Rescued from the archives, A Radical In a Suit and Tie
represents the premiere recordings of Charles Ives's best-known works from the mid-20th Century; composed approximately half a century before that, this music has lost little of its singular impact, which says much about Ives' musical vocabulary.
It's not difficult to see how this music influenced the likes of Frank Zappa and Van Dyke Parks; but on a profound level, the influence should not be overplayed, as it works to the detriment of all three figures. Besides which, Ives' take on Americana, encompassing as it does the evangelical hymns and dance hall melodies of his day, is definitively his own.
This is abundantly obvious on "Three Places in New England." Whilst the melodicand particularly, the harmonicvocabulary of all three pieces is notable for its individuality, it's Ives' use of those discovered sources referred to above that lifts the pieces into a realm of their own. In particular, "General Putnam's Camp, Redding, Connecticut," simultaneously rife with multiple traditions as it is, is a working definition of Ives' inclusiveness.
His music seems to have never been written purely for effect, however, and that fact throws his individuality into stark relief. This is borne out by his writing for strings particularly in his Symphony No. 3. In the movement entitled "Old Folks Gatherin,'" he seems almost to flirt with the Romantic tradition before abandoning it in favor of his own distinctive, vaguely chromatic vocabulary.
In the reduced form of the piano sonata, it's almost as if he predates Morton Feldman's way with unstill, unsettled moods, albeit with a harmonic sense that Feldman's work doesn't possess. This is particularly true of the "Adagio con Molto," where the impression is of Ives acknowledging external musical developments before settling back upon his own rich, nuanced vocabulary. Regardless of how idiosyncratic that vocabulary might be, pianist William Masselos is alert to every implication of it, and such are his skills as an interpreter that it's as if his very touch serves a rhetorical purpose.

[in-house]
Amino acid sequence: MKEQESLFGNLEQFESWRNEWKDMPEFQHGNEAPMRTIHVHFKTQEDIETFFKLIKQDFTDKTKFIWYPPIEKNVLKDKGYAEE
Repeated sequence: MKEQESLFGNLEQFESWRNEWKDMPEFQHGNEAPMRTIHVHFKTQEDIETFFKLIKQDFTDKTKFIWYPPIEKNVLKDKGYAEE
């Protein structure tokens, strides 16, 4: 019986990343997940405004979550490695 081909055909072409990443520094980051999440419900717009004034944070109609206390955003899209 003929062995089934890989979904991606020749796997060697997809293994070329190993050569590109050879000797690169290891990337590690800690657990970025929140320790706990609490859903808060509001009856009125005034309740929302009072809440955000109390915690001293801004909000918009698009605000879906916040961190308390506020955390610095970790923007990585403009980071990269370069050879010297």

It could be argued, albeit largely in the spirit of clutching at straws, that Ives's music is as singular as that of Erik Satie; but the point offers nothing in the way of insight. Outside of any tradition as such at the same time as it took in and incorporated many traditions, Ives's music sounds as singular as it did upon its creation and original performance.
Personnel: The American Recording Society Orchestra, Walter Hendl, Conductor (1-3);
National Gallery Orchestra, Richard Bales, Conductor (4-6); William Masselos: piano (7-11).